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“I don’t always feel beautiful, but I always feel human, and maybe that’s my problem.”


     My sculptures exist as storytelling devices, recounting the feeling of coming of age during Y2K amongst contemporary structures. Animals are harnessed as allegorical vehicles for these conversations. The finished work is dressed approachably with seductive surfaces and relies on the naive draw of “cuteness”. The hope is to pique the viewer's interest before asking them to reconcile with their own role in the modern western experience.

        Through the lens of a nonbinary individual, these works address how gender is harnessed. Our economy, and the hierarchies that proceed it, thrive on inherently weaponizing the vulnerability of femininity. What is childish and feminine is quickly “othered”. The structure of our economics allows the distribution of money, and therefore power, to be dictated by a particular few. In reaction, my work employs a spectrum of vulnerability across the characters, placing into question what hierarchies exist between viewer and object. What does it feel like to be viewed by an artwork? Or, in contrast, how can a work force the viewer to recognize the power in the gaze I have given them? 

       The animals in this work become inherent empathy driven devices as they take the identity of characters amongst theatrical landscapes. My personal proximity to animal husbandry has shown that they can exist as metaphors to people in conversations about profit and power in society. Their sympathetic gestures impress their proximity to human attributes.

        “Cute” has come to hold a place in this work. At a surface level, it adds to the approachability of the sculptures. However, “what if cute speaks of some of the most powerful needs and sensibilities of our contemporary world?... it is indeed superficial but out of profundity” (May, 2). The framework of our society determines “power” as supreme currency. With our current world climate, I believe it's time to address “cute’s” subversive nuance in challenging past and present systems.

        Using the vehicle of animals and leverage of “cuteness,” these sculptures dress the concerns of equity and equality with an intentional feminine politeness. The narratives are driven by the viewer’s observation, consideration, and critical analysis of its components. The viewer is then handed ownership of what they discover and their own reconciliation of their role within these themes.



May, Simon. The Power of Cute. Princeton University Press, 2019.



2021  “GRRL” ​ ​Boxheart Gallery​. Pittsburgh, PA.

2019  “​Rose Colored Glasses​” ​Sweetwater Center for the Arts​. Sewickley, PA.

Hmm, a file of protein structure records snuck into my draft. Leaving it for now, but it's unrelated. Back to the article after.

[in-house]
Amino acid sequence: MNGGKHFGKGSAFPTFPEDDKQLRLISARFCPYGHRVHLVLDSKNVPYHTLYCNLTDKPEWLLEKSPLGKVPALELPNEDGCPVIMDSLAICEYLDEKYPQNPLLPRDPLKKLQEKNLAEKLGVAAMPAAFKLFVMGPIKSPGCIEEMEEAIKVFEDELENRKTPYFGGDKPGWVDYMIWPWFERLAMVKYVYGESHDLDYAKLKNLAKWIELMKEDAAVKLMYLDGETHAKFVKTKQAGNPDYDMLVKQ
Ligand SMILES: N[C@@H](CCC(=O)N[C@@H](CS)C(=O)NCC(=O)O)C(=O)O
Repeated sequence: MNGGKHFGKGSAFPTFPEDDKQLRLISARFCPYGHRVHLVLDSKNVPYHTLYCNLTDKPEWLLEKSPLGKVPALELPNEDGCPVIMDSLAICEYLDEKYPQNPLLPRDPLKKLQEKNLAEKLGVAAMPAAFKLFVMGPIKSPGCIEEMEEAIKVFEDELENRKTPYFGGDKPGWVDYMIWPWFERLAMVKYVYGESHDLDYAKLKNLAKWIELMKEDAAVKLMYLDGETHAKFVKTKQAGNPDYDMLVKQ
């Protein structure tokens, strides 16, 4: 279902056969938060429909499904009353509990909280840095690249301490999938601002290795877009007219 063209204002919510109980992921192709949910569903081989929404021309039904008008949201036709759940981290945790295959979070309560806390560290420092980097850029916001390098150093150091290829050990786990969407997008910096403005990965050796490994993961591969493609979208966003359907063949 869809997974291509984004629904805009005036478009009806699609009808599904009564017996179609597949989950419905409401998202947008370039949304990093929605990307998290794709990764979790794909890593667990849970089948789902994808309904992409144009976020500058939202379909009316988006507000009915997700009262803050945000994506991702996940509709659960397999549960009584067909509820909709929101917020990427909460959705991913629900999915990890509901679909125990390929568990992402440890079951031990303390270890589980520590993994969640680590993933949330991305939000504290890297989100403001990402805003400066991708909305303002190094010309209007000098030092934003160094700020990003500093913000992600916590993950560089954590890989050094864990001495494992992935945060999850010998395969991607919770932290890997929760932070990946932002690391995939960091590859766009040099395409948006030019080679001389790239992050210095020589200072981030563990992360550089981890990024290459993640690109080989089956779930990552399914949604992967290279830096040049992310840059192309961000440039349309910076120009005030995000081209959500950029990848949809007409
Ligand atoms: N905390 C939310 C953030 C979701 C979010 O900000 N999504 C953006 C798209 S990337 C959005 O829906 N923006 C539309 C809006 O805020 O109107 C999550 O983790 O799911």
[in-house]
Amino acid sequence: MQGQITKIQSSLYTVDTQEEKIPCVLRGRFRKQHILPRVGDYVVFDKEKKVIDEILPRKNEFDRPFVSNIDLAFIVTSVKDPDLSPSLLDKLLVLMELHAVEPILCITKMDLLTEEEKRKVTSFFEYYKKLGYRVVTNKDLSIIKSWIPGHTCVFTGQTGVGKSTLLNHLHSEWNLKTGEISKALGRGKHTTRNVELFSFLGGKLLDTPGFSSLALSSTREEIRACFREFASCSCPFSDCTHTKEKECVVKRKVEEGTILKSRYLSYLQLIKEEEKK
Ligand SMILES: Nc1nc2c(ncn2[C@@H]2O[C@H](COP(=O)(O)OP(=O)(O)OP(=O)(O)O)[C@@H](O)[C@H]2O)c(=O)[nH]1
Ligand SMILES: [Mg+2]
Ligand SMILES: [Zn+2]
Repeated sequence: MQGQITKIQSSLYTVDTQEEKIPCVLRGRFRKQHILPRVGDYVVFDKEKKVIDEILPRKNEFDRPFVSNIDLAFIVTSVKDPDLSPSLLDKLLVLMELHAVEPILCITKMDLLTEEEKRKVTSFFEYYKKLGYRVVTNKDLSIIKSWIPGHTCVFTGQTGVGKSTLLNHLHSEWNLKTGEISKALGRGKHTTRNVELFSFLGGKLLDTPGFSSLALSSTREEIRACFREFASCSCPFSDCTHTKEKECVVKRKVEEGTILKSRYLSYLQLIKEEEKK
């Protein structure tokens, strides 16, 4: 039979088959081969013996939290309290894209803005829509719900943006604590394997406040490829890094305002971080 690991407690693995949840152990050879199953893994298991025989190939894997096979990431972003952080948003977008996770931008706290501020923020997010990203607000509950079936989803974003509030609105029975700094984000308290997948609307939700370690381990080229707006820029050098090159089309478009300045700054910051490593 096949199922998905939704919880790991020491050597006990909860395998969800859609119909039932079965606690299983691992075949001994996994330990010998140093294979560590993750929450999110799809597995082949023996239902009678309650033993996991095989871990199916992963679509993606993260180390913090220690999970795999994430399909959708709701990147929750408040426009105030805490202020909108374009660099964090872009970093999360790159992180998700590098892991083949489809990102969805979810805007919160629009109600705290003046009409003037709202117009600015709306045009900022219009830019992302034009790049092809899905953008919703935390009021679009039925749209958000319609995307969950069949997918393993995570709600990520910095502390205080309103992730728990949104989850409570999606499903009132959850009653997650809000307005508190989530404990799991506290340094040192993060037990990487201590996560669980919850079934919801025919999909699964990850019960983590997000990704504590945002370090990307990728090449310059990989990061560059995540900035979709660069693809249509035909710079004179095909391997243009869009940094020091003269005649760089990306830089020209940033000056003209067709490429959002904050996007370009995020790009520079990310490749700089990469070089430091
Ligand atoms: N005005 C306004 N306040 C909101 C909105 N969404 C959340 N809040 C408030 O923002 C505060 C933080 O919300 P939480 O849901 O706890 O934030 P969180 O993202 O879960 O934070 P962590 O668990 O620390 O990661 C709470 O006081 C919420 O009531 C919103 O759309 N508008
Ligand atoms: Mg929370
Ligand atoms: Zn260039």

2015  “Living West" Medalta Potteries​​. Alberta, Canada.

2014  “​Backroads​” ​Maryland Institute College of Art.​ Baltimore, MD.



2022  "Cloud 9" NCECA at the Hyatt Regency. Sacramento, CA.


2019   “Boxheart at ​Art Basel​” ​Boxheart Gallery, Aqua Art Miami​. Miami Beach, FL.

2018   “NCECA The Gist Street International Ceramics Bash”​​  ​​James Simon Gallery​​.  Pittsburgh, PA.

2018   “The Rust Belt Invitational” ​ ​​Standard Ceramics​​. Carnegie, PA. 



2022    “Student Juried Exhibition”​​ NCECA 2022. Patsy Cox and Andres Payan Estrada. Sacramento, CA.

2021   “OFF the WallRandom Access Gallery. Syracuse, NY.

            “The Personal UniversalA Celebration of Women's Contribution to Ceramics. A. Merino and A. Kraft. Online.

            “Find Your Way HomeAssociated Artists of Pittsburgh. Emma Vescio. Pittsburgh, PA.

2020    “​2020 Sculpture National​” ​Clay Studio of New Orleans​​. Judi Tavill. New Orleans, LA. 

            “Beyond The Brickyard”​ ​Archie Bray Foundation​. Chris Staley. Helena, MT. 

2019   “​Wild Things” ​CDCP Project Space​. Carolyn Pierotti. Pittsburgh, PA

            “Drawn From Nature ​​​​Audubon Society​​. Cheryl Agulnick Hochberg. Greater Philadelphia, PA.

2018   “A Woman’s Voice Through ArtErie Art Gallery​​. Margo Wolfe and Brad Ford. Erie, PA​​.

2017   “Workhouse Clay International”  ​Wo​rkhouse Arts Center​.​ Chris Gustin. Lorton, VA. 

            “Drawn From Nature” ​ ​​Audubon Society​​. Doug Wechsler. Greater Philadelphia, PA.

            “Nature: Surface, Form, Content” ​​​​The Clay Studio​​. Adrian Arleo. Missoula, MT. 

2016    “Menagerie” ​ ​​Baltimore Clayworks​.​ Jenny Mendes. Baltimore, MD

2015    “2015 Young Talent​​” ​​Washington Art Association​​. Washington, CT.

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